American Exodus by James N. Gregory

557 Words2 Pages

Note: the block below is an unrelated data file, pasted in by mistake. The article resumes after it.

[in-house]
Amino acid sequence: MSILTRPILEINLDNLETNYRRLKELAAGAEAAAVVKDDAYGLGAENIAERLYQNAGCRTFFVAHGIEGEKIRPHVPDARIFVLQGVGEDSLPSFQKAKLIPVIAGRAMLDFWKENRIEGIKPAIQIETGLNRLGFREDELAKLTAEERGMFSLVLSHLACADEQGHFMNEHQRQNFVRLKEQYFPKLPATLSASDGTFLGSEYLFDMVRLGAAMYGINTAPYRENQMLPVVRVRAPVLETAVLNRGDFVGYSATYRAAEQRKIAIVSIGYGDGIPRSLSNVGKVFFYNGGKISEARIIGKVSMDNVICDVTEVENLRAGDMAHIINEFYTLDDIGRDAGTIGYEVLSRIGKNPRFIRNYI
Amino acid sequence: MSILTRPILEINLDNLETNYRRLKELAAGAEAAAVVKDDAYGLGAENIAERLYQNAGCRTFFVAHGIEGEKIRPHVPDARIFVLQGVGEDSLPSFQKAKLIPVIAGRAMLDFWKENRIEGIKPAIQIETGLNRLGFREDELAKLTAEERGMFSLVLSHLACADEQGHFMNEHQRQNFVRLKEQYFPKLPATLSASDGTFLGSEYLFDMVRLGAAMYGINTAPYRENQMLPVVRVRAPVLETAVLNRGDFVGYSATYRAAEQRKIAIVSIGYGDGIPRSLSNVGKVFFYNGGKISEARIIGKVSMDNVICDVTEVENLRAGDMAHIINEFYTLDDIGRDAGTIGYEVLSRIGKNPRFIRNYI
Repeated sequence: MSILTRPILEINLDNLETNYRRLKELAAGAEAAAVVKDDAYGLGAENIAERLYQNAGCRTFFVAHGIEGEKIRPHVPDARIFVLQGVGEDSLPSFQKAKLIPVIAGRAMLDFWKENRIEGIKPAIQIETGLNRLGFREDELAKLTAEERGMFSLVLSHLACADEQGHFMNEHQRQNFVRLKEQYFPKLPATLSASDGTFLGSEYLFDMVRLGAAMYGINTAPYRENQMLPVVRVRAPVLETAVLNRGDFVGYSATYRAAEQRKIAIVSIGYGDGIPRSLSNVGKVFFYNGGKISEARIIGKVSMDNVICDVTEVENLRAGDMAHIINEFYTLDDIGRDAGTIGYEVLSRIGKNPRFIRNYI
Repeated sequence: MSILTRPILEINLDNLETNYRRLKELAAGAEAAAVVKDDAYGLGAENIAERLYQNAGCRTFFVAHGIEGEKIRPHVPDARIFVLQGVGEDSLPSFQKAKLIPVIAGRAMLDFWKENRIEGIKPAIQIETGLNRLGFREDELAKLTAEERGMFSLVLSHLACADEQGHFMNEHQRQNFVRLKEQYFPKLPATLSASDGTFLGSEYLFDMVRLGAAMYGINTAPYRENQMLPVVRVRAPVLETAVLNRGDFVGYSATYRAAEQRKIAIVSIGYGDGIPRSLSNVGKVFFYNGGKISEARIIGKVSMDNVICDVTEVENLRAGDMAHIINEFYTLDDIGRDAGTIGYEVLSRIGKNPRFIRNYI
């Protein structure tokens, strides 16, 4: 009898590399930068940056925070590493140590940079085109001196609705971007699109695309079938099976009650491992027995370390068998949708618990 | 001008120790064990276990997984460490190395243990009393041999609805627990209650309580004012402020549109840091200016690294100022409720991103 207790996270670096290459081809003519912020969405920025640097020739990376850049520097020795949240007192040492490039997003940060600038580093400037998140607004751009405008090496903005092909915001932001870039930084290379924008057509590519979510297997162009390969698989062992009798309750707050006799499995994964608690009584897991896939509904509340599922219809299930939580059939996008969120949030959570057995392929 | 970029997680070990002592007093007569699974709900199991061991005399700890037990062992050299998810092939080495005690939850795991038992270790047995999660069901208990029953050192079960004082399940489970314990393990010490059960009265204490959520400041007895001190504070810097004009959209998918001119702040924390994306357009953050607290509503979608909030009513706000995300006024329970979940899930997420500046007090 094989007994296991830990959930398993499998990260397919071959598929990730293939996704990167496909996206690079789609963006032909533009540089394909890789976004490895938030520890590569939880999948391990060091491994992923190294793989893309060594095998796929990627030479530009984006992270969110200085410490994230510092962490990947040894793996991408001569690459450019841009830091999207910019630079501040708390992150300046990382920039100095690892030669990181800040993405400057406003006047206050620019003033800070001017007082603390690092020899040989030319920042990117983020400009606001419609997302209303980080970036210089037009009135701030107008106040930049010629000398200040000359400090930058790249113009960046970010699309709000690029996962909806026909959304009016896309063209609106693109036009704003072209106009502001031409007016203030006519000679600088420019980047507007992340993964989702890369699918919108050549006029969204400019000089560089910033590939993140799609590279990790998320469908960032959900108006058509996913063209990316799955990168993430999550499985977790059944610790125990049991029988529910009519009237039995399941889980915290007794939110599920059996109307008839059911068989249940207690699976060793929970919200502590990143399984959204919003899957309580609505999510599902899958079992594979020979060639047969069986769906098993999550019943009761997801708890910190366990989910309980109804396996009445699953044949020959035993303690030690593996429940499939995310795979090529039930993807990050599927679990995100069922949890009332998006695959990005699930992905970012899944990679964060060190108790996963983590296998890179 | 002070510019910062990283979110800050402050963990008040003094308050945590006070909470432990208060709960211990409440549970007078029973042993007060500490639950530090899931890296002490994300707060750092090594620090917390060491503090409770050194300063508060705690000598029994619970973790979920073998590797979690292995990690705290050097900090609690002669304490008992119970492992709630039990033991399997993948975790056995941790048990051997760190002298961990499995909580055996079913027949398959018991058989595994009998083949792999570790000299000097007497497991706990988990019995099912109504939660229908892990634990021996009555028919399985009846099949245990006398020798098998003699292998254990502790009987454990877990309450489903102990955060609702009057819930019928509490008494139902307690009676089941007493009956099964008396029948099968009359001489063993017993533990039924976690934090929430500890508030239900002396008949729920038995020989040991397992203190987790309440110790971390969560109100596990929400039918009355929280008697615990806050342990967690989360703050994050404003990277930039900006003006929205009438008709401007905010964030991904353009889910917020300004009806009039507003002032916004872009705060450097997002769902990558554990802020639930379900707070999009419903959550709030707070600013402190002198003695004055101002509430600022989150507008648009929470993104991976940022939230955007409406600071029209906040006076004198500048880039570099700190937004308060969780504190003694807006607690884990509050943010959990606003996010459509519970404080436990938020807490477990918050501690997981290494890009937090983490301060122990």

In American Exodus, James N. Gregory presents the struggles and misconceptions of the Okie migrant, their defiance to cultural oppression and the change they brought. To analyze the brunt force of the Dust Bowl and the Depression of the Great Plain region; he traces the movement from route 66, evaluates the reception in California, and shows how the migrants both accommodated and left from the culture of the Golden State. Throughout the book, he dismisses many of the stereotypes created by John Steinbeck’s The Grapes of Wrath (1939), and Dorothea Lange’s messages in photography. In doing so, Gregory presents a social wave, from the norm of stereotyping and the defiance of culture itself by bringing about unity in the form of narration of events and sub-topics. Furthermore, this event is brought to the hands of historians and future historians, a subject that often ignored in American history that has impacted various states including California. The author’s notion is that “The Dust Bowl migration movement teaches us about the ways American culture is transformed through relocation.” Gregory’s claim is that without migration; our sense of ideals, mannerisms, and literature would not be the same. It is through the Okies’ persona, morals, and experience that an identity is established and therefore, a landmark in culture. Gregory organizes his content in sections, Part 1: “Migration and Resettlement” and Part 2: “The Okie Subculture” to make his point. In the first part, the
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